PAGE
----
This eerie ‘Nightingale’ sings a refreshingly resonant tune
|Red Tape Theatre presents|
|The Love of the Nightingale|
|by Timberlake Wertenbaker
directed by James Palmer
at St. Peter’s Episcopal Church, 621 W. Belmont (map)
through May 29th | tickets: $25 | more info
reviewed by Barry Eitel
I’m not going to lie, my expectations weren’t so high when I entered the space for Red Tape Theatre’s newest production, The Love of the Nightingale by Timberlake Wertenbaker. The last (and admittedly, only) show I saw by them, last season’s Enemy of the People (our review ★½), was pretty weak. That said, I was completely blown away. Directed by Artistic Director James Palmer, Red Tape’s Love of the Nightingale was refreshing, bizarre, and remarkably resonant.
Nightingale explores the ancient Greek myth of Philomele who, as all those mythology buffs out there will tell you, was transformed into a nightingale after some pretty traumatic experiences. And given that it’s written by Wertenbaker, you can bet the whole story is given a feminist twist. Palmer and his enormous cast explode the story into life, ripping it from its ancient Greek context and filling it with anachronism and theatricality. Set designer William Anderson builds a completely new space within the heart of the gym in St. Peter’s Episcopal Church. The set is its own little world, encircling the audience and featuring plenty of hidden drawers, doors, and other surprises. Palmer’s production is intensely physical, demanding the actors throw all they got out on-stage, just a few inches from the audience.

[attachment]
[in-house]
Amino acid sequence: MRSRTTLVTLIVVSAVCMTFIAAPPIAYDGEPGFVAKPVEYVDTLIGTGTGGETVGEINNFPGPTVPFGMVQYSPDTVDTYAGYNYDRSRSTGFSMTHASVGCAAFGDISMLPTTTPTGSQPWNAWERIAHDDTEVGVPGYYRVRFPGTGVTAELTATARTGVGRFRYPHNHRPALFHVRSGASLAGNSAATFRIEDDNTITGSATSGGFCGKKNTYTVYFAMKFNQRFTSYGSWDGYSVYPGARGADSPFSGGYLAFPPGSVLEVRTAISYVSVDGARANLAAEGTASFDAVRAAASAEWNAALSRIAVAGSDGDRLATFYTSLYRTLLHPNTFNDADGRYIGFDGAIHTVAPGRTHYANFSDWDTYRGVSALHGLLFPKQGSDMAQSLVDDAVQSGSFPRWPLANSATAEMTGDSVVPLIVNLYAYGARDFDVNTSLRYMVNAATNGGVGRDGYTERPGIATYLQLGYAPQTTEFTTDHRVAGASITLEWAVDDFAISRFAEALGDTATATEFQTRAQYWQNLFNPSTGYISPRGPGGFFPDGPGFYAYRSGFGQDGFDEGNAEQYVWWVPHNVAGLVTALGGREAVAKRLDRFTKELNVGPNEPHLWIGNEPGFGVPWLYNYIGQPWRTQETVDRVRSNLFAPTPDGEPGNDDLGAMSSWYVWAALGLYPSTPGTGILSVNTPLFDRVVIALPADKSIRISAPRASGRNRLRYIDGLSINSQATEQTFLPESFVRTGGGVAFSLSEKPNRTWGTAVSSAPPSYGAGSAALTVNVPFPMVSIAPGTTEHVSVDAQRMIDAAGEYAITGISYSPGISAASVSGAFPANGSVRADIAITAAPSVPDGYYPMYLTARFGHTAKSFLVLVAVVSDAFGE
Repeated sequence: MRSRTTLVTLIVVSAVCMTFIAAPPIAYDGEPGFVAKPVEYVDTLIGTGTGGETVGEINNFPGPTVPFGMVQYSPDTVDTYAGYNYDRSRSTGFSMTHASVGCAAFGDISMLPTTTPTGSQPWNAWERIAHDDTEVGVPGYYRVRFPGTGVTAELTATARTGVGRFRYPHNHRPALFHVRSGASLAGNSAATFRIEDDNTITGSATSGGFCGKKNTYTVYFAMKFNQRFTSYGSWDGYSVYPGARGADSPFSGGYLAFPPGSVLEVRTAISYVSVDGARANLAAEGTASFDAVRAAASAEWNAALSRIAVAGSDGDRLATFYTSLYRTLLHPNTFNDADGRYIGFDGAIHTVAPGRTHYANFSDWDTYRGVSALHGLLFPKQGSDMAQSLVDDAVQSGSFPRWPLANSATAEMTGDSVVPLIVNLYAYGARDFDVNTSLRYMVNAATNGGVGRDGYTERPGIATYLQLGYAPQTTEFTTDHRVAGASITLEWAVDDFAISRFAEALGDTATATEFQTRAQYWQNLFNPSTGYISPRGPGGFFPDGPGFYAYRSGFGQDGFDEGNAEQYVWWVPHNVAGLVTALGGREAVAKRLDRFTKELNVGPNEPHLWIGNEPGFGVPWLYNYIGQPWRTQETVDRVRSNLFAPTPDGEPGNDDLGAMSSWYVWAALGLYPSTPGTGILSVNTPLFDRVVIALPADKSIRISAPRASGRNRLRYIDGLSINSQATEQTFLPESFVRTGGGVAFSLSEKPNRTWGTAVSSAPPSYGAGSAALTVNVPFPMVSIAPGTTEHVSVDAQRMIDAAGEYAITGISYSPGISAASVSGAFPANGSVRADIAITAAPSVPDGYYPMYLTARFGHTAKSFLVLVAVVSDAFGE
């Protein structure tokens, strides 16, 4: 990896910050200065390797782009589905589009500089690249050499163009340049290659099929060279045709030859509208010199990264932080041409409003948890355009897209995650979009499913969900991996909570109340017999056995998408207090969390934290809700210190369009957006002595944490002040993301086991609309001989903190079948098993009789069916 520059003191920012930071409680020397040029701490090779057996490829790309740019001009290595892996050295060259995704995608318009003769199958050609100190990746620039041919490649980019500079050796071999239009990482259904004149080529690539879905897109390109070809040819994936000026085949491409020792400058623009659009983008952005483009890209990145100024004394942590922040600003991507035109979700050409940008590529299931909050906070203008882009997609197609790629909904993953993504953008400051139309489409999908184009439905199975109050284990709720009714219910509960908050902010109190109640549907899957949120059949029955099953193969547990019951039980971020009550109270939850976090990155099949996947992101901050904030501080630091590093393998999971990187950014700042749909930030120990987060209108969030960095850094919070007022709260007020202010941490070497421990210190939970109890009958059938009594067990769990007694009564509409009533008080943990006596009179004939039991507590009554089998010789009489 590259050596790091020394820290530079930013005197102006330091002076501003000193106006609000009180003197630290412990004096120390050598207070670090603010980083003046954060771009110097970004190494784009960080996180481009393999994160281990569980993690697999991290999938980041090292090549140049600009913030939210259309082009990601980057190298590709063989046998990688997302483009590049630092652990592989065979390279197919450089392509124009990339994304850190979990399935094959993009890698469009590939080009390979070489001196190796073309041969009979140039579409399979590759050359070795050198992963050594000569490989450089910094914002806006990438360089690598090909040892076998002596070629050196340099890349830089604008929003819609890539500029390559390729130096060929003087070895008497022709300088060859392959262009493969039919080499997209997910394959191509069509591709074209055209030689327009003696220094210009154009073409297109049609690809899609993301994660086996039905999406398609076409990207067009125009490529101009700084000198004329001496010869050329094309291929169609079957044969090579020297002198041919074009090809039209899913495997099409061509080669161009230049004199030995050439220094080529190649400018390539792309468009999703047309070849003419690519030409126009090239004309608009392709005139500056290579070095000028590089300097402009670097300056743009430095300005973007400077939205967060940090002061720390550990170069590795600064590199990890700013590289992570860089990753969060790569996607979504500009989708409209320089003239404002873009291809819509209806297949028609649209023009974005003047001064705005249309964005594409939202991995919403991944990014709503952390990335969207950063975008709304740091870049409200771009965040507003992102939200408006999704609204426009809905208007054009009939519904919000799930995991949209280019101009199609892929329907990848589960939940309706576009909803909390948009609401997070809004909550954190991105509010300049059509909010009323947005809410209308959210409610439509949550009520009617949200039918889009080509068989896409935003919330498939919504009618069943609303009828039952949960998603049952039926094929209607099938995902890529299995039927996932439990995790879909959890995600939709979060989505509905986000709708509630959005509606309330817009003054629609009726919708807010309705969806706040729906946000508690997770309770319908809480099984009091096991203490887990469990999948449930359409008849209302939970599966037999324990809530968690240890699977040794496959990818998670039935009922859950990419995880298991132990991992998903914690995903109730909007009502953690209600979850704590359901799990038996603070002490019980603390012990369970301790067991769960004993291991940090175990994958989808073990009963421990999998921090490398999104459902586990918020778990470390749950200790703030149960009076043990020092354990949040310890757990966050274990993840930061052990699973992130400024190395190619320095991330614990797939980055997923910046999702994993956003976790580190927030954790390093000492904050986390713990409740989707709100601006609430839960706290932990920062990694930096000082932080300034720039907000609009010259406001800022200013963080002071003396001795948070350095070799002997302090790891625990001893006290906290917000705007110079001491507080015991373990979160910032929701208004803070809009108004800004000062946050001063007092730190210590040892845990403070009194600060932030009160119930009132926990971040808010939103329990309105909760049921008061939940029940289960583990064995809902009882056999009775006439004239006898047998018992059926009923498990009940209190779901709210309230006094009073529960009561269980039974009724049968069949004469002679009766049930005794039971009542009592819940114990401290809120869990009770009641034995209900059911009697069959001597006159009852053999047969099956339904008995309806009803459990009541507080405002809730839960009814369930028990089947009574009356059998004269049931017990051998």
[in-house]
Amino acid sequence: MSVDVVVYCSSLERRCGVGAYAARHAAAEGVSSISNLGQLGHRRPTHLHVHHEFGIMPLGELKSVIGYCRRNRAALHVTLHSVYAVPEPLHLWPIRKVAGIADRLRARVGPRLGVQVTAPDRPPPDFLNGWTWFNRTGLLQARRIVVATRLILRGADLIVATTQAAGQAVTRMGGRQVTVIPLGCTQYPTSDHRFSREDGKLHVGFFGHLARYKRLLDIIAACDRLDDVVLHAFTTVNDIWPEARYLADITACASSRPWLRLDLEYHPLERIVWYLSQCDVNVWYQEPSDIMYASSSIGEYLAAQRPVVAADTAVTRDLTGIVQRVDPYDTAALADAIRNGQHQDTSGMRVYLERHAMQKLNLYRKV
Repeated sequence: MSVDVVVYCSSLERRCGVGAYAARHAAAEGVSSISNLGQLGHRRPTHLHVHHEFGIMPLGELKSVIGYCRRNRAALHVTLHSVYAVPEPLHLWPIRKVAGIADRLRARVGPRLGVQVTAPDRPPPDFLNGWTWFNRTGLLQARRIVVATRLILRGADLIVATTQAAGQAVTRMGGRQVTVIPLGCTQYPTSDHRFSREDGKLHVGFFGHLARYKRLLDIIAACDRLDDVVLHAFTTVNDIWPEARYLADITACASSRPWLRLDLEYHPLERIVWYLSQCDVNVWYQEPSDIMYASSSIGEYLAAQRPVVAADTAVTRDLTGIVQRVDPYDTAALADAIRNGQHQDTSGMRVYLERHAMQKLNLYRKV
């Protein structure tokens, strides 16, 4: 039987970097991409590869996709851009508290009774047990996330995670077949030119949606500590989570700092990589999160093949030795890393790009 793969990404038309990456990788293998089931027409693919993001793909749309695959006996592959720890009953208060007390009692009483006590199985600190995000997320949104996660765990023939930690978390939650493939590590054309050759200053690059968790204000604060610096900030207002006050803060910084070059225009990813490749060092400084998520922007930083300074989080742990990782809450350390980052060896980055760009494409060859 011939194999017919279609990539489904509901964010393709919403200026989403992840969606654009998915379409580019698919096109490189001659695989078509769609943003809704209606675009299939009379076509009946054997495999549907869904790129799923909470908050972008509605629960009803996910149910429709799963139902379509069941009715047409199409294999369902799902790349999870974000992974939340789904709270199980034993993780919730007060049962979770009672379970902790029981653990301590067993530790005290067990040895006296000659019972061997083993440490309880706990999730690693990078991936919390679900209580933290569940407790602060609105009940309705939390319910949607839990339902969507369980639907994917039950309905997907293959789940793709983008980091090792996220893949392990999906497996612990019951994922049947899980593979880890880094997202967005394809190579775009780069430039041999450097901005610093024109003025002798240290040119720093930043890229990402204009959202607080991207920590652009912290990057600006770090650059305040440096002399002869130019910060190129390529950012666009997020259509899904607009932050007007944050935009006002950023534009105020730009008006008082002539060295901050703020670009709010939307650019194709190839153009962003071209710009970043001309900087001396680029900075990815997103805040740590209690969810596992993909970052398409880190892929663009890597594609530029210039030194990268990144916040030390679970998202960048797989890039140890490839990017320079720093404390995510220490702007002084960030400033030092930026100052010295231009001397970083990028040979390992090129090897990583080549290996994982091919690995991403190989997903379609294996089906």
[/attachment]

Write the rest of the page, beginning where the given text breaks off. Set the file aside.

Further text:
The story tells of the relationship between Philomele (Meghan Reardon), her sister Procne (Kathleen Romond), and her brother-in-law and King of Thrace, Tereus (Vic May). For those unfamiliar with the Greek myth, Procne asks her husband, Tereus, to bring her little sister out to Thrace for a visit. He sails over to Athens to pick her up, but things get a little heated on the trip back. Through a brilliant choice, the play is shaped and revealed by an almost silent dollmaker/carpenter/puppetmaster (Robert Oakes), who seems compelled to tell this unsettling story to us.
The dream team of designers Palmer amassed has concocted a marvelous world. Ricky Lurie’s modern-dress costumes are stunning, reveling in the uncanny style Palmer has set out. The suits and dresses are bright and colorful, contrasting sharply with the terrifying depths the play plunges towards. Anderson’s set is simple enough to hold all of the different scenes required in the text, yet exudes its own bizarre essence. This is all pushed by Palmer, who moonlights as lighting designer, and his fetish for flickering fluorescents. The show is eerie and surreal, sometimes a dream and sometimes a nightmare.
Although the performances are at times outdone by the incredible design, there are some choice actors here. Romond’s tortured Procne is excellent; although the character doesn’t feature much in the original myth, here we’re entranced by her struggle. As Philomele, it takes Reardon a scene or two to hit her stride but she gets there, especially as the play gets heavier. May does great work as well, finding both Tereus’ sliminess and his royalty. For such a small stage, the cast is massive. However, they all fit the play extremely well, and everyone out there is required for the world to work as well as it does.